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We Are the Dream

The freedom to express minority viewpoints without fear of retribution would be considered a dream by our ancestors. — both black and white -the

people others call slaves—are our country’s founding fathers.

They built this land, toiled our crops, fought our wars and died for our causes. Our American

Dream was built on their backs and became their most lucid nightmare. Financial nest eggs

flourished through the sale of plantation crops. Slave labor

funded some of the most lucrative financial institutions

throughout America. Wall Street, Leherman

Brothers and Goldman Sachs (just to name a few) were

purchased from slave’s blood, sweat and tears. Slave dreams

were sacrificed and overridden to promote slave owner dreams.

Yet today, we are fulfilling part of the slave’s dream. The dream is that

one of his or her ancestors would gain the right, ability,

and respect necessary to candidly express ideas and thoughts

on paper that can be freely read and digested. My enslaved forefathers

were wrongly called slaves. It doesn’t seem right to indelibly

etch this inferior title upon them. Even in death, these beloved

could not have what they sought so dearly in life, a name.

We fulfill our ancestor’s dream that one day their children

would be set free. We are the dream that one day someone

would speak out for those whose voices were silenced.



Reminiscing on a day in the life of a slave began one Sunday morning.

Master allowed us to go to church. He wore his Sunday

best and I wore the tattered clothing that he once owned.

I listened from the back house as the minister preached

about the love of God and our fellow man.

I almost cried … I felt almost an inkling of hope

when I heard the choirs sing my favorite hymn, “Amazing

Grace.” “How sweet the sound that saved a wretch like me.”

Afterwards, my master and his family went back home

for Sunday dinner and fed me with the scraps from the table.

The next day master rose early and came out to the place

where I stayed and master beat me. Master beat me hard.

While weathering the stinging pain from his whipping, I

tried to fathom why he was whipping me? What had I done wrong to deserve such a fate?

After he

was done, I felt so numb. My mind wandered past the

pain of my mortal wounds he inflicted. I wondered how one

man could treat another man so inhumanely? How could he

walk proudly in the Lord's house just one day earlier and then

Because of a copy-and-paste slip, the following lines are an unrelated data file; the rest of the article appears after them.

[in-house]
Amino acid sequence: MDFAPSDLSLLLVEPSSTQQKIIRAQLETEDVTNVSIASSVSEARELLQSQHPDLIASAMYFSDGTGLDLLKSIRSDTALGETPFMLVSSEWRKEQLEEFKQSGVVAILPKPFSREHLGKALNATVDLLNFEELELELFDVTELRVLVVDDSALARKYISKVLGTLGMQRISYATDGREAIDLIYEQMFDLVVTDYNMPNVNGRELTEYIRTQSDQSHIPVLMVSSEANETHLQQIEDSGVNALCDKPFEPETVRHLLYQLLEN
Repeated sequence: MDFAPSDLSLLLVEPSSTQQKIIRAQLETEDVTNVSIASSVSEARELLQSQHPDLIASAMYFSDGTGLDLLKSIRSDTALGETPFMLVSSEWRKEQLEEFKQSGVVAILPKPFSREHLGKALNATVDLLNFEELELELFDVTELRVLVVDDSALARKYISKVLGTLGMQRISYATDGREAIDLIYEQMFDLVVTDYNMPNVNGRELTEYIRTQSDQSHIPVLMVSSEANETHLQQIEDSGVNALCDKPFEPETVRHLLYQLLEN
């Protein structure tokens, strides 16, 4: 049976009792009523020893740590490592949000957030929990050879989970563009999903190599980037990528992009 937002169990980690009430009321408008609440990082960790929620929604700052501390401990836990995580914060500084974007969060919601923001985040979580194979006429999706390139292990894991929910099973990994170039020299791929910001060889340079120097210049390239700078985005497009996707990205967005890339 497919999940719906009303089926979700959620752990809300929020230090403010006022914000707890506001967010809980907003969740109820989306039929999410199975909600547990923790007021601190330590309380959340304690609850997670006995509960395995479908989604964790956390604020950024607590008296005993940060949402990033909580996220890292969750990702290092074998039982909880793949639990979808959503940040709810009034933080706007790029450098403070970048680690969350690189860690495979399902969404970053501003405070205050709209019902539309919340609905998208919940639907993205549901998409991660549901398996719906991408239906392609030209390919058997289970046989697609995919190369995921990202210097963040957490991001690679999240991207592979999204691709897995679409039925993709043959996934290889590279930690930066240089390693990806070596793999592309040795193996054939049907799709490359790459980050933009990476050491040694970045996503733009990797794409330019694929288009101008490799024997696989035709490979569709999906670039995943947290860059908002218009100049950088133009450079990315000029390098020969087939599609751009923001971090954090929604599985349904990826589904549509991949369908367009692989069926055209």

wake up the next morning and beat me damn nearly to death?



We Are the Dream

7

I still worked hard that day. The burning sun roasted my

wounds to scabs, while the sting of the sweat dripping into

my flesh reminded me

not to forget the

whipping I got that

morning. I was so tired

that night as I

collapsed on the dirt

floor. I dreamed a

dream that night, an impossible

dream of freedom. I dared not imagine

that one day I might be

free, for that dream

had been long ago been beaten out of

me. Yet, I dared to

dream someday my children would be

free to tell my story. My capable children would learn to read

and write to tell the next generation. My children’s

freedom was my dream. I wanted my children to remember that

my dreams for them and their unlimited possibilities fueled my

existence. Let my children tell humanity the truth. The same God

revered Sunday in church was the same

God who created us both. Tell the world the tint of my skin was

simply one shade of skin in a spectacular spectrum of colors.

I begged you to tell them I was a man, just like them.

The reason I looked different was because God wanted

it that way. Finally, I wanted to tell my children that if

those in power continue to mistreat you or any other man after I have

fallen asleep in death, please promise me to do everything in your power

to right the wrongs and potentate and pass along my dream to your children.



The Web of Violence the Spider Has Woven



How did we succumb from a web of mutual collaboration to a web of uncooperative violence? On Nov 21, 1621 the first settlers from Europe reached the new world and were called Pilgrims. They came here to escape religious persecution and to enjoy a better life. Their biggest concern upon arrival was fending off attack by Native American Indians. But to the Europeans surprise, North America’s original tenants, the Pawtuxet Indians, were a peaceful group. So, the Pilgrims were frightened until the Indians smiled and called out "Welcome." Why did they welcome these strangers from another world? It was fundamental to their beliefs in the oneness of spirit between all members of the human family.



The same peacefulness was found in Africa. This explains why the African villagers did not wage wars against the European slave traders who came to sell them into servitude; such was not their way of life.

The West African Mandingo tribe lived by a sacred creed

and reigning ancient proverb, “We are you and you are us.” Oneness is a universal law of all

indigenous cultures ranging from the Mandingo to the Kogi (one of the oldest

indigenous tribes in Northern Columbia). And a sacred teaching which mirrored the very essence of their existence was that the human family was one unbroken stream of consciousness. We are all connected as a single divine entity and expression of the Great Spirit. Indigenous tribes throughout the world confirm this experience through celestial dance, folk law and daily life. Like the whirling dance of the planets and galaxies, the ancient civilizations saw themselves as part of a whole universe. Somehow the indigenous culture knew well before modern science knew, about the interrelated structure of reality called the great web of life.

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